Faced with the prospects of huge tariff cuts in industrial products, the Philippines as part of a group called NAMA 11 has demanded that developing countries be given recourse to exempt 5 % of its industrial and fishery products from tariff reductions and 10% of its products be given flexibility to absorb less than formula cuts. Like in agriculture however, these proposals for flexibilities for developing countries are being questioned by industrialized countries pushing for comprehensive NAMA coverage.
The Numbers that Really Count
Despite the insistence of developing countries to maintain the ‘development objectives’ in the Doha Round negotiations – supposedly a development round – the overemphasis on the numbers in the negotiations has created a situation where very crucial development issues like revenue and job losses for developing countries have largely been ignored.
According to the recent report by Sam Laird, Advisor to the United Nations Committee on Trade and Development (UNCTAD) the tariff revenue of developing countries as a whole will fall from the base of $156 billion by 41% under an ambitious tariff reduction scenario.
Furthermore, under the ambitious scenario, the projections show significant job losses, especially in the motor vehicles sector, which would be the main sector in which the developing world would suffer losses.
There would be reductions of labour usage in the motor vehicles sector in China by 10.4%, India by 5.6%, the rest of South Asia by 36.8%, South East Asia by 6.6%, Brazil by 4.3%, the Andean Pact countries by 9.6% and Central America and Caribbean by 2.1%.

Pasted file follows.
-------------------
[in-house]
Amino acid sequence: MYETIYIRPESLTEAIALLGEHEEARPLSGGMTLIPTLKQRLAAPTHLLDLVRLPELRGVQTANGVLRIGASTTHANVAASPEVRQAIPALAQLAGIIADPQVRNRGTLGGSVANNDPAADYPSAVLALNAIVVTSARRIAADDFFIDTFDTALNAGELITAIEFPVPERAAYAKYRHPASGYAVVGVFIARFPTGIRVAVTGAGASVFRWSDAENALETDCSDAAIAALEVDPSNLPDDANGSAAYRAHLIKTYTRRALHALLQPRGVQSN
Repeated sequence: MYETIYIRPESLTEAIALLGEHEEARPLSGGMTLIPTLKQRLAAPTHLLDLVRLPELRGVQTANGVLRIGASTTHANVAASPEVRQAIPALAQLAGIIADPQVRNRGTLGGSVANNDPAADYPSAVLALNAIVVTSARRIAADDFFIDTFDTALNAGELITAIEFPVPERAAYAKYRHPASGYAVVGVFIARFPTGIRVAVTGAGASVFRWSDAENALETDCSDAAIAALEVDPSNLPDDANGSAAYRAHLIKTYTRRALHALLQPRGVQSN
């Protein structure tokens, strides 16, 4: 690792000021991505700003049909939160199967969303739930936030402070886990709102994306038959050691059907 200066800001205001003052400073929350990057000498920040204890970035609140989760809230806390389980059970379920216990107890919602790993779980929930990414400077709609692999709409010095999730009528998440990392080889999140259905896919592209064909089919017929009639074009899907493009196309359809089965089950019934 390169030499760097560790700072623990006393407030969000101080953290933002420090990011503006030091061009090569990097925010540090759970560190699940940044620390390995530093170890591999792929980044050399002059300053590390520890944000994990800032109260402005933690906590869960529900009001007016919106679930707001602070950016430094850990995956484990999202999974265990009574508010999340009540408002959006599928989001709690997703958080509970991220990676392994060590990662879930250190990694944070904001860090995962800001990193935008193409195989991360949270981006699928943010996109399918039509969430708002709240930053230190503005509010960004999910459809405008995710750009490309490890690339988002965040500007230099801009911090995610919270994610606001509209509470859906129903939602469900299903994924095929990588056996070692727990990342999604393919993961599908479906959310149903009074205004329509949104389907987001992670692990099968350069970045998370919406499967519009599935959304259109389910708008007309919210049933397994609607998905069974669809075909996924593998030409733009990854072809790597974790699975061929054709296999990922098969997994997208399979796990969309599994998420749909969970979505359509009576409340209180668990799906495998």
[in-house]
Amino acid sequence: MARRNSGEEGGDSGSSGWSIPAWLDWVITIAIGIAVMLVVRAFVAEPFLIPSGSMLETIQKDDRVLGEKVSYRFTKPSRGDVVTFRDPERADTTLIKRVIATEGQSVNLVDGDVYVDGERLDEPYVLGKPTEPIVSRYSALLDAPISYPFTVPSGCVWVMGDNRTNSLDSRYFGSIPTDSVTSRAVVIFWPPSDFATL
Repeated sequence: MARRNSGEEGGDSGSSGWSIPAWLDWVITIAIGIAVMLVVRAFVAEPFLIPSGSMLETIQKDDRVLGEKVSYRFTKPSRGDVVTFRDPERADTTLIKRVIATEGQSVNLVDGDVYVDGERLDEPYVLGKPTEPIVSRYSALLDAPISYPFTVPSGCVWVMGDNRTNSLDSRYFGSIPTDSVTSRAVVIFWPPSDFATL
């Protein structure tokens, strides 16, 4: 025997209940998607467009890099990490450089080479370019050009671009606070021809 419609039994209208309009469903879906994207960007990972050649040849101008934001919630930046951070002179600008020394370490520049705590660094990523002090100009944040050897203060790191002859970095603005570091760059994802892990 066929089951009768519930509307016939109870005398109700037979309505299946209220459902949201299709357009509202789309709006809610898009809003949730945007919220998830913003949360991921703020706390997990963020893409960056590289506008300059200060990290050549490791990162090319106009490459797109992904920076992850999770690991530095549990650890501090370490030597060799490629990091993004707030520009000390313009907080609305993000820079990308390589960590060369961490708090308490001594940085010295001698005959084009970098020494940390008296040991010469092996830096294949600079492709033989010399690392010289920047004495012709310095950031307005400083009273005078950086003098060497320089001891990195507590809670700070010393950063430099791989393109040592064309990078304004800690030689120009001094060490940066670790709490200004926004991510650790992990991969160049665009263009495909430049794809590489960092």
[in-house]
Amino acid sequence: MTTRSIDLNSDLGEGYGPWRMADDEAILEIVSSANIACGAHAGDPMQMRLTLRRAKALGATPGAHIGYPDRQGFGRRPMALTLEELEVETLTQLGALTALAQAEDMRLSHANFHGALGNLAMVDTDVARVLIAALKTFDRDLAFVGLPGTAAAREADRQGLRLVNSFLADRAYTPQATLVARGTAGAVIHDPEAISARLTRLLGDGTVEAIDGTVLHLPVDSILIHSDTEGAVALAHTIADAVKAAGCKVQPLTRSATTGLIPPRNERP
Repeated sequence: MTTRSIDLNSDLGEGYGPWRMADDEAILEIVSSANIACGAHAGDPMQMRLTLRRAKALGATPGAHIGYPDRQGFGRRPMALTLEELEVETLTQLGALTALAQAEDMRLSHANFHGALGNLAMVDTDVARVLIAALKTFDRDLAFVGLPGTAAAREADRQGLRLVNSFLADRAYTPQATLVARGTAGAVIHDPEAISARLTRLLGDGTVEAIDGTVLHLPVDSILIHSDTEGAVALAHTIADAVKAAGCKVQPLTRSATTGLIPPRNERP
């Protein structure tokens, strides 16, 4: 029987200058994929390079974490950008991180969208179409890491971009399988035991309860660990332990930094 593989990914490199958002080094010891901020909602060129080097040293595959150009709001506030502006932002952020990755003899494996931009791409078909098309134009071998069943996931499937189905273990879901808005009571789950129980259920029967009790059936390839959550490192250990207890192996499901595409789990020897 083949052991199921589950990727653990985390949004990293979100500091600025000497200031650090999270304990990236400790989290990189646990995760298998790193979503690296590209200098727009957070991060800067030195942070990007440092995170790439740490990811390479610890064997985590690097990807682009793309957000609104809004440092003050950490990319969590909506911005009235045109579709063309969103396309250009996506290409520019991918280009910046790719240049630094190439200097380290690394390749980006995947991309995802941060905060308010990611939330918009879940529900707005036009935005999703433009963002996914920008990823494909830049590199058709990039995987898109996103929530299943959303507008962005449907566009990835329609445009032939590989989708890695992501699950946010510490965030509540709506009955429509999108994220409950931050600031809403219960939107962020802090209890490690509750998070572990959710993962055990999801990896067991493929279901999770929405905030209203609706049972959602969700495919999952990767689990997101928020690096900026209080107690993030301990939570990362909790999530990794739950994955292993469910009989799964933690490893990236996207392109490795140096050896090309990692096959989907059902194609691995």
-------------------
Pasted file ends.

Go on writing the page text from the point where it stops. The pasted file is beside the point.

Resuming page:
In South East Asia, job losses are projected for non-ferrous metals (6.4%), other manufacturing (2.3%), motor vehicles (6.6%) and electronics (1.7%).
In the Philippines, job losses could be expected in the motor vehicles sector, which employs around 39,000, the apparel sector with an even bigger employment of 370,000, the leather and footwear sector with 69,000 workers, furniture sector with 143,000 workers and plastic products which provides jobs to 54,000 workers.
These are the numbers that our negotiators should bear in mind as they contemplate on whether or not to save the Doha Round. Five years of negotiations of a so-called development round have shown that the numbers that pre-occupy the minds of trade negotiators just do not add up to development for poor countries.
*Joseph Purugannan is a research associate with Focus on the Global South, based in the Philippines.
(1) Prepared by Esther Busser or the International Confederation of Trade Unions (ICFTU) in Geneva. March 2006
(2) Edgardo B. Abon. Presentation :Focused Group Discussion on Modalities in NAMA 07 February 2006